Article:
In the fall of 2020, the project operating by the name of Europe Village reached its milestone with the publication of The Whispers in the Trees book on two European markets: in the U.K. and Hungary. With four more languages to come (Polish, Slovakian, Czech, and German) it remains in the process of crossing all kinds of borders, as it used to do while being written collaboratively by five European authors, all from different countries and with different writing backgrounds. The project was commercial but supported by the Hungarian town of Szentendre, well-known for its artistic vibe.
What – a young adult fiction written by five authors from different countries and with different backgrounds
The effect of the Europe Village project is the book called The Whispers in The Trees. It’s a young adult fiction that uses a mystery-crime theme to tell the story of a young woman separated from her past, her twin sister, and nature. To re-establish that connections and fulfill her story arc the heroine must go on a journey and discover the oldest European trees, where the tips regarding the “mystery-crime” part are hidden.
It’s a kind of “getting back in touch with yourself” book. It supposed to incentivize personal relation with nature and unobtrusively deliver the message that in some ways “nature is magic”. All of that, in the setting of common European cultural and natural heritage.
The creative team
Behind Whispers in The Trees stand at least five authors (six, if you consider the creative leadership). It is a story co-invented, co-planned and co-executed by five people – none of which shared the common native language. Also, none of them had a similar writing background. Playwright sat next to the published writer, who sat next to an academic with five novels still in the drawers, who sat next to the blogger… The team members were from Hungary, Poland, Austria, Czech Republic, Slovakia, and Portugal.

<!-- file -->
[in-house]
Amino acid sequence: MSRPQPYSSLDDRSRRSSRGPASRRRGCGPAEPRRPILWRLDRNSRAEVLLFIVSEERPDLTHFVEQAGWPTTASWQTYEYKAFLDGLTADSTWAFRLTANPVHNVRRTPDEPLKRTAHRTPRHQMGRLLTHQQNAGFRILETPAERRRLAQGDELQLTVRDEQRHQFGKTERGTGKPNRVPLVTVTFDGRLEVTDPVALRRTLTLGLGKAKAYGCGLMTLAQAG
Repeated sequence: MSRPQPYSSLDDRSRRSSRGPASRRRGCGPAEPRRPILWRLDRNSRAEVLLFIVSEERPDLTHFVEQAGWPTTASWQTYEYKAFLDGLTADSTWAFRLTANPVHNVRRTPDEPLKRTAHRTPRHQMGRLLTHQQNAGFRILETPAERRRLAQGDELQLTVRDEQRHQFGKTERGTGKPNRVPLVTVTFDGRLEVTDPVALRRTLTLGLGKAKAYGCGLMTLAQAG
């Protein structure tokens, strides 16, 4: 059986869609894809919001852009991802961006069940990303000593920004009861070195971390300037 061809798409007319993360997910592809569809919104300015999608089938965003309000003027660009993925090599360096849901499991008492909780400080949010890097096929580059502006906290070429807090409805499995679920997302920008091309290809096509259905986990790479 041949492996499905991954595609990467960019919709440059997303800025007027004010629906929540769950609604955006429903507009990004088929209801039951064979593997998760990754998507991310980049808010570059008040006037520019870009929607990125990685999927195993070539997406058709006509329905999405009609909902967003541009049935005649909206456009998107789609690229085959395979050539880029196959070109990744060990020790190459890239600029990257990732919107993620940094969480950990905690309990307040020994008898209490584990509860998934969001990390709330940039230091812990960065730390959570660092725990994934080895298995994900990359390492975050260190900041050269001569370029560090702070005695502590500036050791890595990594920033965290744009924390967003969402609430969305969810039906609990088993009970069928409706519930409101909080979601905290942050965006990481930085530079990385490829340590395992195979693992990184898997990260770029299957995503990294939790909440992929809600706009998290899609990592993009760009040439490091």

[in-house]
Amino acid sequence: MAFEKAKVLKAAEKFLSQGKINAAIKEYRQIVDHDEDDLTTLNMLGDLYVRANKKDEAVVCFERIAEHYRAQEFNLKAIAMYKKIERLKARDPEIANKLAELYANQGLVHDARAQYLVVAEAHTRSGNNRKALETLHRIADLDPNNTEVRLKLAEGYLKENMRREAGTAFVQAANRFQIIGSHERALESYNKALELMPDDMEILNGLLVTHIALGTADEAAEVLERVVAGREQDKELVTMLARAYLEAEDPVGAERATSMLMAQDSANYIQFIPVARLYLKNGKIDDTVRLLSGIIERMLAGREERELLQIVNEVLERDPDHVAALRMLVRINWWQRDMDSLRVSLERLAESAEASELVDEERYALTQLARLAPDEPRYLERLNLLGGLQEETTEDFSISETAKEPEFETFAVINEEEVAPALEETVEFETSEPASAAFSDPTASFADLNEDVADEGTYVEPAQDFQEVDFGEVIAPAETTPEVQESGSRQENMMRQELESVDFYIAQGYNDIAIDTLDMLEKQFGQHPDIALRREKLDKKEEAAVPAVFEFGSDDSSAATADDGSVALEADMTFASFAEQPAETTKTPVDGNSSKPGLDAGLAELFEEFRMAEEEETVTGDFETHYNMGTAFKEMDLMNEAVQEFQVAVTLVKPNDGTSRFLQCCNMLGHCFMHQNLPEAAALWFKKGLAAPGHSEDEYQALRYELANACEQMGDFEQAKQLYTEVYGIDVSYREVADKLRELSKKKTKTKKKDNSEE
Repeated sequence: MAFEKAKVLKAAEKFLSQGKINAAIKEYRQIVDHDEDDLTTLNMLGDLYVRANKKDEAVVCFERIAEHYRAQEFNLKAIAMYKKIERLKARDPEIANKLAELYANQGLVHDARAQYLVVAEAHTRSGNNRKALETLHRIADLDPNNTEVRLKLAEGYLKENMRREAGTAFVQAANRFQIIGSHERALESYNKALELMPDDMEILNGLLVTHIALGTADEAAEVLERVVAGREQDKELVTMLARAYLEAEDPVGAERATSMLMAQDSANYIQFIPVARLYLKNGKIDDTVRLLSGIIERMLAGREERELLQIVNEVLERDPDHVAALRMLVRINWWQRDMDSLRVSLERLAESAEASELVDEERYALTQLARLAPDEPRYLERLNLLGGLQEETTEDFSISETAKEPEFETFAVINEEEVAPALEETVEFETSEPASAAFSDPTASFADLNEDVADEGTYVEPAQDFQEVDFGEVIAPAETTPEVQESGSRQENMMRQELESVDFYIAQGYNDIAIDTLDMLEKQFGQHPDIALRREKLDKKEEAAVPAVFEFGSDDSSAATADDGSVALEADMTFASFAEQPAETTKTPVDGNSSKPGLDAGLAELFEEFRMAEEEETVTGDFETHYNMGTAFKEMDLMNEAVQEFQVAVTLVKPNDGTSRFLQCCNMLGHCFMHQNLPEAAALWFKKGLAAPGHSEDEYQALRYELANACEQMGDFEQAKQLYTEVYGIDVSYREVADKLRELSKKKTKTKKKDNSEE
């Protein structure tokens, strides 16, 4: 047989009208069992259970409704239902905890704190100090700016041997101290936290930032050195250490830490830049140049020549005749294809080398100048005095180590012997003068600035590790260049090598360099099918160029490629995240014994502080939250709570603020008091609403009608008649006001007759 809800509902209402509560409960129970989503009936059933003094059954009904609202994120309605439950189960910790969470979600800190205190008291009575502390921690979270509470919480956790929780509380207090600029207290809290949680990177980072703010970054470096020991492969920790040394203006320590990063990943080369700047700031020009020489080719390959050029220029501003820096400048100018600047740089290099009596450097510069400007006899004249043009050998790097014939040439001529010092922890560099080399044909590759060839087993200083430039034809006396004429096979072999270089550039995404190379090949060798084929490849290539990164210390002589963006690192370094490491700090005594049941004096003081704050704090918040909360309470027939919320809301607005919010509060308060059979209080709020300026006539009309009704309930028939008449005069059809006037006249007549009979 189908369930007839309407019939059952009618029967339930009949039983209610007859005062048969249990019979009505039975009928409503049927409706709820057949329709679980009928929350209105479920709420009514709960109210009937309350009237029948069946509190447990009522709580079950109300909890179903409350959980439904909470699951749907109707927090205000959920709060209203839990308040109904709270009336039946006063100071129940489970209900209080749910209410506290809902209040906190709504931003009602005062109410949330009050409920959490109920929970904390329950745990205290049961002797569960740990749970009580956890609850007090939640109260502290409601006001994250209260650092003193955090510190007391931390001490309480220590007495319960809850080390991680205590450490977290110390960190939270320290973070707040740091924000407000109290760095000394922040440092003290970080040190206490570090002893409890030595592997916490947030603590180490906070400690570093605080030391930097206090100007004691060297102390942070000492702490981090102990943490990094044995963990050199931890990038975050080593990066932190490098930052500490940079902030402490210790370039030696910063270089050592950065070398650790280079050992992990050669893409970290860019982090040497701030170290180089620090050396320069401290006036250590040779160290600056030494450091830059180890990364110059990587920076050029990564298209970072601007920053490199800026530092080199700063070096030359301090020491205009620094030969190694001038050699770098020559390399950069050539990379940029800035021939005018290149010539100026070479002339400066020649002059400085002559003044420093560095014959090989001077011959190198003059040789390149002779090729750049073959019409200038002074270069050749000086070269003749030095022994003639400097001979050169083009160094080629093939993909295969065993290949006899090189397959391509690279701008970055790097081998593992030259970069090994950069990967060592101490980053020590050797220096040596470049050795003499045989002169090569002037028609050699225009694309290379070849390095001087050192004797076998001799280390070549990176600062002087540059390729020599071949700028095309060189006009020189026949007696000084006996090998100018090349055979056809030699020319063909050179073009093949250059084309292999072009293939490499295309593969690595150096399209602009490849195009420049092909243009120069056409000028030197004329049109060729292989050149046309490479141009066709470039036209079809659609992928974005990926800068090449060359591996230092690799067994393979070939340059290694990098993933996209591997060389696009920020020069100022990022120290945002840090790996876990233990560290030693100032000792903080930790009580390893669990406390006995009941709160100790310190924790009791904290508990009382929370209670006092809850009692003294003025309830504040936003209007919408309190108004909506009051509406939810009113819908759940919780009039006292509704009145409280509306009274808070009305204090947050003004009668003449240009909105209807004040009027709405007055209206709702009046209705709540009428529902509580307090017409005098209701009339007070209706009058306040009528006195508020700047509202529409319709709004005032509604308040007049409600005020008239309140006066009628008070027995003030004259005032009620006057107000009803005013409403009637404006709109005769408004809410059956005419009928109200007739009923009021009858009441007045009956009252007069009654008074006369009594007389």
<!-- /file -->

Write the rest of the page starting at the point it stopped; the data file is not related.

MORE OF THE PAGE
Apart from the writers, there were translators (one for every language) and the team managers. A big team that, in many ways, have influenced the story. The communication was done mostly online, with a couple of few-days meetings in Szentendre for the most important parts of the creative process.
Why – to create a story that crosses borders between the reader and the writer and transfers ownership of a story towards the audience
The Europe Village project grows from a strong focus on European, cross-borders and ecological values. It comes, of course, from the idea that literature is a tool that still is capable of shaping attitudes and beliefs. But it takes it further.
One of the fascinating things about the origins of storytelling is an idea which nowadays seems counterintuitive. A story is not necessarily something being told (or otherwise shared) by one person, but something molded by a joint effort of different imaginations. Interrupted and discussed publicly over fireplaces thousands of years ago, it changed its course, depending on the crowd’s reaction, and – finally – it passed from mouth to mouth. Every carrier of it, be that druid or an old lady, or someone in a bar, shaped it.
People romantically call Homer the one behind Iliad and Odyssey but the academics are not so sure. Humanity recreated the Epic of Gilgamesh from many versions that differ and span for over eleven centuries. Naturally, it’s not a comparison of The Whispers in The Trees to the ones aforementioned but it took a deep lesson from them. Whenever we re-tell a story, whether we want it or not, it changes. Was that a romance we focused on, was it an action, ambiguity of human nature or the good vs. evil conflict it all tells a lot about who we are. The border between a reader and a creator is thin and easy to cross. And such is a message of the project and collaborative work of The Whispers of the Trees’ authors.
How – by making authors cross border their own perspectives and derive themselves from the singular ownership of a story
Writing in a creative team is not something new to anybody, who has the slightest idea of how any of the TV series is made. The value within Europe Village was the unlikeliness of such a particular creative team. All the reasons for which the team seemed incoherent were the challenge for the writers that became the power of the final product.